A definitive guide to defeating the distractions of modern life.
Educational psychologist and life coach Markel (Defeating the 8 Demons of Distraction, 2008,etc.) identifies eight specific “demons of distraction” (including “Technology Demon,” “Stress Demon,” and “Fatigue Demon”) and delves deeply into their causes and effects. Devoting a chapter to each, she establishes a five-step “Plan of Attack” that she applies throughout the book, giving it a consistent, parallel structure; the plan includes assessment, analysis, goal-setting, taking action, and monitoring one’s progress. In Markel’s discussion of the “Technology Demon,” for example, she writes that it “can be today’s greatest enemy of top performance and high productivity.” She then leads readers through a “Self-Check” exercise, uses a specific example to highlight the demon’s consequences, offers an assessment tool (a “Technology Journal”), and demonstrates how to set realistic goals. She goes on to talk about specific “issues and strategies” regarding technology’s negative effects, such as “The Evil Empire of E-mail” and “Gaming Addictions.” Markel closes with a summary section, “Moving from Intention to Action,” that reinforces the chapter’s content, along with a brief story about a real-lifeperson who used a “preemptive strike” to prevent the Technology Demon from taking hold. The other chapters effectively address each of the other demons in similar fashion. The final chapter, “Maintenance, Meltdowns and Peacefulness,” targets more general improvements in productivity and lifestyle. In addition to being well-organized, the book is clearly written, carefully researched, highly pertinent to readers’ lives, and thorough in its presentation. Markel includes a wealth of charts, checklists, and questionnaires throughout, as well as an extensive list of resources at the book’s conclusion. The descriptions and examples of each of the different demons make for captivating reading by themselves, but Markel’s ability to pinpoint ways to overcome them raises this book up as an invaluable resource for anyone plagued by distractions.
A comprehensive, contemporary, and highly useful survival guide for the distracted.
Privately published by Strunk of Cornell in 1918 and revised by his student E. B. White in 1959, that "little book" is back again with more White updatings.
Stricter than, say, Bergen Evans or W3 ("disinterested" means impartial — period), Strunk is in the last analysis (whoops — "A bankrupt expression") a unique guide (which means "without like or equal").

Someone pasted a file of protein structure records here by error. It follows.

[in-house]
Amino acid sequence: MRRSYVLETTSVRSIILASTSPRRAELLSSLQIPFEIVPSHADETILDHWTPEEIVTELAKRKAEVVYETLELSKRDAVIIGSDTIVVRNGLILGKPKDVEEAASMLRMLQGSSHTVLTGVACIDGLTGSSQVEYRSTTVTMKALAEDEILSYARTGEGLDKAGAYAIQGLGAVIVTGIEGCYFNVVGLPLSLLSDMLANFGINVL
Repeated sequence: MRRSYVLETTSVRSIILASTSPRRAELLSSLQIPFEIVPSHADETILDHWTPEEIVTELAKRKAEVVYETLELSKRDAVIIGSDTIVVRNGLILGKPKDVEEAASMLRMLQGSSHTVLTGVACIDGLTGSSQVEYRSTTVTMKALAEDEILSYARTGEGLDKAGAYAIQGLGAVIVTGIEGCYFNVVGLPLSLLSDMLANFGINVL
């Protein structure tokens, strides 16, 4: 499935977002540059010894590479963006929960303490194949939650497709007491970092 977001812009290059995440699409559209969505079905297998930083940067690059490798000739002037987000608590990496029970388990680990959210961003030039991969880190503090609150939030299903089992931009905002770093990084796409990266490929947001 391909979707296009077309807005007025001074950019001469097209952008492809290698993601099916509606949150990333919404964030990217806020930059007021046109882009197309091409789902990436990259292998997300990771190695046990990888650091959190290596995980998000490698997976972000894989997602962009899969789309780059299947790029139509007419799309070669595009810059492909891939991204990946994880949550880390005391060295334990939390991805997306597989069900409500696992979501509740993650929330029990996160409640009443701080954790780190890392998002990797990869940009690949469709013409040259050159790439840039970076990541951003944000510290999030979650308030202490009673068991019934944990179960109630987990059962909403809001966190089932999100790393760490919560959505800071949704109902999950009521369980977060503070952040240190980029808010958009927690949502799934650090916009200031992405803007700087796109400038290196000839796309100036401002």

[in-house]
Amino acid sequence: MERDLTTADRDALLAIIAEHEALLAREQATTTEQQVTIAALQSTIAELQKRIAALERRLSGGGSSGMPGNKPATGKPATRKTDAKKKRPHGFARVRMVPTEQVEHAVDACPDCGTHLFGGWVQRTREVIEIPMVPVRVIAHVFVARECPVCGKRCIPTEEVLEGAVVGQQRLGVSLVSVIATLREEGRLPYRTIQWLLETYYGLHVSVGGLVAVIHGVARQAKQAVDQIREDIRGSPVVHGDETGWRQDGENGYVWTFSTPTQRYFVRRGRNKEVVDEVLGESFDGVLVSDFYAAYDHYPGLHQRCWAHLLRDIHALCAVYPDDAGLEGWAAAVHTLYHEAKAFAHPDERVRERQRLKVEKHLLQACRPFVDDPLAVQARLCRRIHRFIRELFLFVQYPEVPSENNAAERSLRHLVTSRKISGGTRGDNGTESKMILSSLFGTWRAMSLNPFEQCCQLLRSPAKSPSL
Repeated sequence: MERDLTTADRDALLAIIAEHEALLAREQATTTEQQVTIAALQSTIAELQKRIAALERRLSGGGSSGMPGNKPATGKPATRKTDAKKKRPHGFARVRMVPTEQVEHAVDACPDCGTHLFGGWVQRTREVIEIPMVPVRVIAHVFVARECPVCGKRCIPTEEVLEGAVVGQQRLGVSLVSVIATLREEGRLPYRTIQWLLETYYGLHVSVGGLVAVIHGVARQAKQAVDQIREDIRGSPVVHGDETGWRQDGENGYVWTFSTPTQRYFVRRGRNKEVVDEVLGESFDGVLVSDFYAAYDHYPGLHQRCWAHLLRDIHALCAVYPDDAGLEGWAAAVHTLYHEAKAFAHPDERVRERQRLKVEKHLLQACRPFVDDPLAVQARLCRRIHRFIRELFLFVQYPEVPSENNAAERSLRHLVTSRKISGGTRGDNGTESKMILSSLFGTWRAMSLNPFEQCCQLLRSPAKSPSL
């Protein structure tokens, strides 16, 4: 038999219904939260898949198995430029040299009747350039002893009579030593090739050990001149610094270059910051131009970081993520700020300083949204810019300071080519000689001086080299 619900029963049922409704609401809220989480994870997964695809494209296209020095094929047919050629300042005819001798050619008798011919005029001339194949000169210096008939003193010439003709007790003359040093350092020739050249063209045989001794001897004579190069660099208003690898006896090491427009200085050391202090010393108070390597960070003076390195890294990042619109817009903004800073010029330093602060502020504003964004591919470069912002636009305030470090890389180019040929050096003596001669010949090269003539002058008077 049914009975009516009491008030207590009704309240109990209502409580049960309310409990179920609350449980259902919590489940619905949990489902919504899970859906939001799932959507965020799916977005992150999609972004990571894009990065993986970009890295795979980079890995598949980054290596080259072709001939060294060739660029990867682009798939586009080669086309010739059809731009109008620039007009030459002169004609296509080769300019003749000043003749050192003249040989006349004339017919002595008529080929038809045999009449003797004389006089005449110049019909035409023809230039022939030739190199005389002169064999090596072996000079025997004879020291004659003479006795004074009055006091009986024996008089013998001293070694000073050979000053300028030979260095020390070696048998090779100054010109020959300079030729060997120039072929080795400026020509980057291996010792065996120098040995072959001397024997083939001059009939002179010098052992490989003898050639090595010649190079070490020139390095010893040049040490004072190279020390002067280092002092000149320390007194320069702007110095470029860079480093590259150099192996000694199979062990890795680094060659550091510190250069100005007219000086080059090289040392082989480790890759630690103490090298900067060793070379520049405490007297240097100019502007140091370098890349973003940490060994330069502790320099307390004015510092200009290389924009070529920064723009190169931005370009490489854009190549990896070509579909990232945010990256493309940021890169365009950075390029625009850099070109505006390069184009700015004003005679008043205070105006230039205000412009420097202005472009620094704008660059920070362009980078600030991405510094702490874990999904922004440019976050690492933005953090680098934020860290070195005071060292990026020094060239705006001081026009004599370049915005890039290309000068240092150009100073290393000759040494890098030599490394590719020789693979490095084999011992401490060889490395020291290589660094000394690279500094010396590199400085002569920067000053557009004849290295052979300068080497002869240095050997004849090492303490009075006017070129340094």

Noted jazz and pop record producer Thiele offers a chatty autobiography. Aided by record-business colleague Golden, Thiele traces his career from his start as a ``pubescent, novice jazz record producer'' in the 1940s through the '50s, when he headed Coral, Dot, and Roulette Records, and the '60s, when he worked for ABC and ran the famous Impulse! jazz label. At Coral, Thiele championed the work of ``hillbilly'' singer Buddy Holly, although the only sessions he produced with Holly were marred by saccharine strings. The producer specialized in more mainstream popsters like the irrepressibly perky Teresa Brewer (who later became his fourth wife) and the bubble-machine muzak-meister Lawrence Welk. At Dot, Thiele was instrumental in recording Jack Kerouac's famous beat- generation ramblings to jazz accompaniment (recordings that Dot's president found ``pornographic''), while also overseeing a steady stream of pop hits. He then moved to the Mafia-controlled Roulette label, where he observed the ``silk-suited, pinky-ringed'' entourage who frequented the label's offices. Incredibly, however, Thiele remembers the famously hard-nosed Morris Levy, who ran the label and was eventually convicted of extortion, as ``one of the kindest, most warm-hearted, and classiest music men I have ever known.'' At ABC/Impulse!, Thiele oversaw the classic recordings of John Coltrane, although he is the first to admit that Coltrane essentially produced his own sessions. Like many producers of the day, Thiele participated in the ownership of publishing rights to some of the songs he recorded; he makes no apology for this practice, which he calls ``entirely appropriate and without any ethical conflicts.'' A pleasant, if not exactly riveting, memoir that will be of most interest to those with a thirst for cocktail-hour stories of the record biz. (25 halftones, not seen)